OK, we have had our talk on weaponization of the planet (what about weaponzation of space ?) - now back to the US-India issue - or more specifically, Hillary Clinton's visit to India, where the nuclear cooperation (or is it non cooperation) is the high agenda.

This is from the Wall Street Journal
Quote:
JULY 16, 2009
India Designates Sites for U.S. Nuclear Deals

By AMOL SHARMA
India selected two sites U.S. companies can eventually build nuclear-power reactors, a significant step as the countries look to implement the landmark nuclear pact they completed last fall, according to people familiar with the matter.

But the selection, which could be announced when U.S. Secretary of State Hillary Clinton visits India this week, is unlikely to lead to quick contracts for companies such as GE-Hitachi and Westinghouse Electric Co. to begin building plants.

The U.S. companies must still overcome a range of regulatory and legal hurdles in both countries and are concerned that state-backed rivals from France and Russia -- which face fewer regulations in both India and on their home turf -- have an advantage in India's $100 billion nuclear energy sweepstakes. India has already designated sites for French and Russian nuclear reactors.
Image

The U.S.-India agreement ended a 34-year U.S. moratorium on nuclear trade with India following the country's first nuclear tests in 1974. The deal opened the door for U.S. and foreign companies to sell reactor technology and fuel to India and required India to allow greater international inspections of its civilian nuclear facilities. The pact took more than three years to complete and was hailed in both countries as a major foreign policy breakthrough.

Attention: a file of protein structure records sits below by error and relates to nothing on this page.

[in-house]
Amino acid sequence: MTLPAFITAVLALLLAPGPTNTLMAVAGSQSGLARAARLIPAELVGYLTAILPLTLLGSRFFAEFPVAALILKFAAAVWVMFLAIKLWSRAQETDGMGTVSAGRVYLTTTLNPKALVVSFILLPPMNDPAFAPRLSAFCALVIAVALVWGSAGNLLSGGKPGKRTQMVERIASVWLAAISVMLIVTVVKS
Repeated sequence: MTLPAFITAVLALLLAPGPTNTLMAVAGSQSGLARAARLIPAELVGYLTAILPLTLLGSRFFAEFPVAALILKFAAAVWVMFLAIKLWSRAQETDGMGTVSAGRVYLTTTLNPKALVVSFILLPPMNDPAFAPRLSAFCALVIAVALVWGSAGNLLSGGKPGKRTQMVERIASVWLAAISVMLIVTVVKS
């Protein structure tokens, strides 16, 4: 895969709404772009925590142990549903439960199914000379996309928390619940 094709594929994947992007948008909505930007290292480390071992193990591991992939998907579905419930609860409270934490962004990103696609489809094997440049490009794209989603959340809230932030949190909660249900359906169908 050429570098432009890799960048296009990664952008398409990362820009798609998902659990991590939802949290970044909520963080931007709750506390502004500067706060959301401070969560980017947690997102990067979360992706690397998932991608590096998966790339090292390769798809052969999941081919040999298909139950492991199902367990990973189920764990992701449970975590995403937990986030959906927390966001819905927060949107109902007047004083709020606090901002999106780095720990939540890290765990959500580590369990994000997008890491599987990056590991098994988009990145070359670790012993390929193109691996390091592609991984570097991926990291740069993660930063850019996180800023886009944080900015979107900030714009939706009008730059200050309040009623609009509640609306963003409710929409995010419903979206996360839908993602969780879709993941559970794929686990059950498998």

During her visit, Mrs. Clinton is expected to highlight several areas of "strategic dialogue" with India, including national security, trade, education and the environment, people familiar with the visit said. After decades of estrangement over the nuclear issue and Cold War differences, the U.S. and India have improved their relationship markedly in recent years. Bilateral trade is expanding and reached $45 billion last year. Military cooperation is increasing.

The two countries may also use Mrs. Clinton's trip to announce completion of an agreement for the U.S. to track sales of defense equipment and ensure it is used for its stated intent, according to people familiar with the matter. That "end-use monitoring" agreement will be crucial, experts say, as U.S. companies compete for major contracts such as India's plans to purchase 126 fighter jets at an estimated cost of $11 billion.

A spokesman for India's Ministry of External Affairs said that some agreements will "naturally" be finalized between the U.S. and India during Mrs. Clinton's trip but declined to elaborate.

The Obama administration's assistant secretary of state for South Asia, Robert Blake, said the U.S. was hoping to announce the two nuclear sites, as well as the end-use agreement, during Mrs. Clinton's visit to New Delhi on Monday. Mr. Blake also disputed charges that the U.S.-India civil nuclear accord was failing to develop as quickly as U.S. corporations had hoped. "I don't think there should be any apprehension about the future of the civil nuclear agreement," Mr. Blake said.

There are still points of tension that Mrs. Clinton will have to address. Indian officials are concerned about what they perceive to be growing protectionism in the U.S. over India's strength in low-cost business outsourcing. And they object to climate-change legislation moving through Congress that would impose tariffs on products from countries that don't reduce greenhouse-gas emissions.

The nuclear sites the Indian government is likely to name for U.S. companies are in the states of Andhra Pradesh and Gujarat. But there are still several roadblocks preventing U.S. companies from cutting deals with India. The U.S. Department of Energy, for instance, hasn't granted American companies the licenses needed to engage in sensitive technical discussions about their products with Indian companies.